The Illegible and the Interface

Posted in papers, Writing with tags , , , , , , , , , , , on 24 February 2013 by Ben

Another conference paper (given two or three times) from the vaults that never went anywhere more productive. I don’t know what happens at the end. So many of these papers just sort of trail off. The session must have been starting and I had to “finish” writing.

————————————————-

Derrida, in Dissemination: “a readability without a signified (which will be decreed to be an unreadability by the reflexes of fright)” (253)

Bremer - Untitled

Claus Bremer – Untitled

In an early critical evaluation of concrete poetry, RP Draper writes:

In European printed language it is an automatic assumption that letters forming words are separated by space from other letters forming words, that these letters march across the page from left to right, and that the lines so formed are strictly parallel and progress downwards at equal intervals. Concrete poetry plays upon these expectations, but itself takes nothing for granted.

Among his many examples of this “taking nothing for granted, Draper notes that the spacing between words may be erased, as in Ilse and Pierre Garnier’s “cinema”, shown here

Garniers - cinema

Ilse and Pierre Garnier – “cinema”

[Sorry for the quality of the scan]

Continue reading

MLA 07 Paper: Sameness or, the Declaration of Futuristic Democracy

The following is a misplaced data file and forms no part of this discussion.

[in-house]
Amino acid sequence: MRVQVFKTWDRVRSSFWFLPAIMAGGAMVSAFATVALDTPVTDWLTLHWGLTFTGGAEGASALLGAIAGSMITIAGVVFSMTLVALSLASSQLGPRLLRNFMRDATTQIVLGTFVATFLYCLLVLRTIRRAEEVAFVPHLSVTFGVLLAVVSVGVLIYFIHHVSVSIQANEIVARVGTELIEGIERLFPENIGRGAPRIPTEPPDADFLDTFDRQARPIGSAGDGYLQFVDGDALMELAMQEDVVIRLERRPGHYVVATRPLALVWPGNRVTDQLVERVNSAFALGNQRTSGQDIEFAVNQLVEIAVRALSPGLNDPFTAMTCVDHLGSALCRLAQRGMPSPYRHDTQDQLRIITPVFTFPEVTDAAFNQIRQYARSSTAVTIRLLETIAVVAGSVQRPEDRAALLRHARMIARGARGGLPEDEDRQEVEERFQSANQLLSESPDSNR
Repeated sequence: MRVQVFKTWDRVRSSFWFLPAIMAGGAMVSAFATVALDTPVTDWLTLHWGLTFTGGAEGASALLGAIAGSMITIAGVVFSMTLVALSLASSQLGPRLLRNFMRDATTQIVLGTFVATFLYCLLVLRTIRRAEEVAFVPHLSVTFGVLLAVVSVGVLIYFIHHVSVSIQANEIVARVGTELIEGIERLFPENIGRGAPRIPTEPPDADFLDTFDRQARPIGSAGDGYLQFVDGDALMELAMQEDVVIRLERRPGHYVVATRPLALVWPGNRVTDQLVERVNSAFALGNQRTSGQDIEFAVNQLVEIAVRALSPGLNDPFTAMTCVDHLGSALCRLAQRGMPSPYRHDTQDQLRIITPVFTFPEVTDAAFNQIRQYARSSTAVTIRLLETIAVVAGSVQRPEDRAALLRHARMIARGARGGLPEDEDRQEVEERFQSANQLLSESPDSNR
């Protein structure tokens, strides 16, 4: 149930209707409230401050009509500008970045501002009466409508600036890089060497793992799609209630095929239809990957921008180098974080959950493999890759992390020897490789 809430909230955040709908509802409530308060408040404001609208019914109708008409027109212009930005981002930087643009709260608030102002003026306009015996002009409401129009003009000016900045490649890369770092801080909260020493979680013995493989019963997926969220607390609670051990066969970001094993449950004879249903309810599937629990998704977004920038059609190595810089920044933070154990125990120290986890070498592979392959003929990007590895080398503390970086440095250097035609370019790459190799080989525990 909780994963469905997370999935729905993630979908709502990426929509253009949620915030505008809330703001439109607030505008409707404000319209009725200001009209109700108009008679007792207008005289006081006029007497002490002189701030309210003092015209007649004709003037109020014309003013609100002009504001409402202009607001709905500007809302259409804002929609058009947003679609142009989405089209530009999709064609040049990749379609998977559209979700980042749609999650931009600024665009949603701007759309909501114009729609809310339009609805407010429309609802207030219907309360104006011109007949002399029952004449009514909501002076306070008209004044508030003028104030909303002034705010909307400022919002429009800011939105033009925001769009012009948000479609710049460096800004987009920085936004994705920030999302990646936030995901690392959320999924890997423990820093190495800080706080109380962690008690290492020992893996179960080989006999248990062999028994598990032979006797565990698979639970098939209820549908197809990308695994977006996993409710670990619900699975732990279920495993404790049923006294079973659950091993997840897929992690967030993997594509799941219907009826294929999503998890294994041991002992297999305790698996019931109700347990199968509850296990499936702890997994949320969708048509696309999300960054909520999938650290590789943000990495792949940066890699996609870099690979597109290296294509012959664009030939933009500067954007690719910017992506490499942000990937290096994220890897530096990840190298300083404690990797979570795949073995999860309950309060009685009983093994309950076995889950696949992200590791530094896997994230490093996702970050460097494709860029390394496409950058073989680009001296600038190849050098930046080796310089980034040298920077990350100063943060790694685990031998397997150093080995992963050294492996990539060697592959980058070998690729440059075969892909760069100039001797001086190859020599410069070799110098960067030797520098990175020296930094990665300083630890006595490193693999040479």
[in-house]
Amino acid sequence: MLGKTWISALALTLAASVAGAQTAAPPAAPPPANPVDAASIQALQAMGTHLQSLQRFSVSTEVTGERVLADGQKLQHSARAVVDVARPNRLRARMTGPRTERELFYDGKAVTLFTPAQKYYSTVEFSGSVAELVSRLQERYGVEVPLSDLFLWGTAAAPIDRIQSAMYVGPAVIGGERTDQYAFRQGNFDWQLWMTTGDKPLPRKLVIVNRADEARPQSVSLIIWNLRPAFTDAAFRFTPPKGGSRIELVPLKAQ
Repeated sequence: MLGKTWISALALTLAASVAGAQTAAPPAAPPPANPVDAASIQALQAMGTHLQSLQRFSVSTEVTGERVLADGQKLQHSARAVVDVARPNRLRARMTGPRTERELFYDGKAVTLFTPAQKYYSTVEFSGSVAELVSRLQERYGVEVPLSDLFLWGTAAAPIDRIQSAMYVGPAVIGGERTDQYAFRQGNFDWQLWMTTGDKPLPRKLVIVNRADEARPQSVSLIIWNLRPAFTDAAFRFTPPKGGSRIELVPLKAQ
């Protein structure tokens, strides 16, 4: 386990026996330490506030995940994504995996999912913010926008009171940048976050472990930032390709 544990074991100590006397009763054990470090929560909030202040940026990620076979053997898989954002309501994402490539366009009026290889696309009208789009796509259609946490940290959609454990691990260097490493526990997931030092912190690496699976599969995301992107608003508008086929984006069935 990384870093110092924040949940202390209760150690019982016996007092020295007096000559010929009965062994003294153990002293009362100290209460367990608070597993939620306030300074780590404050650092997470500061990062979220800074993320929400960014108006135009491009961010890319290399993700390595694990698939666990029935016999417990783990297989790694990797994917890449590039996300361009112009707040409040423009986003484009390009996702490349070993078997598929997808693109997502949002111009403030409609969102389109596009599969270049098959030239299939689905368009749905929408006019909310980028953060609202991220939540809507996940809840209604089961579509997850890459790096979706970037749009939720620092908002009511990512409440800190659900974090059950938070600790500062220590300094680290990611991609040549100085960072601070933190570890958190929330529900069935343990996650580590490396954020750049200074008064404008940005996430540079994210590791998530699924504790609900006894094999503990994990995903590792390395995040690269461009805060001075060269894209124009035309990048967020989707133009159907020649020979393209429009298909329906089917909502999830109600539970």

Posted in papers, Writing with tags , , , , , , , , on 24 February 2013 by Ben

Another one from the vaults. Although I am certain that I am making mistakes in my readings of the various thinkers I engage here, I am nevertheless rather proud of this paper, which was easily the most well-received of any paper I have ever given. It is also much more coherent. I must have put a lot more effort into conference papers back then.

————————————-

My plans for this paper initially included a formulation of a theory of declaration, a means by which to break the Sameness of the endless present, a means of destroying extant relationships, especially those that involve asymmetrical power. In fact, this declaration was to posit a means by which asymmetrical power can become symmetrical, much in the manner that Thoreau claims that a single just man can stand up to the power of the state and disrupt its hegemony. However, what I discovered in my thinking was that, far from interrupting Sameness, declaration, as it is understood historically and in the context of documents such as the Declaration of Independence and the Declaration of the Rights of Man and Citizen, far from being that which interrupts Sameness and inaugurates the future, is that which produces Sameness. It is thus, in my argument, an agent of the futuristic, a false future that is merely an extrapolation from the present. This paper is about this issue.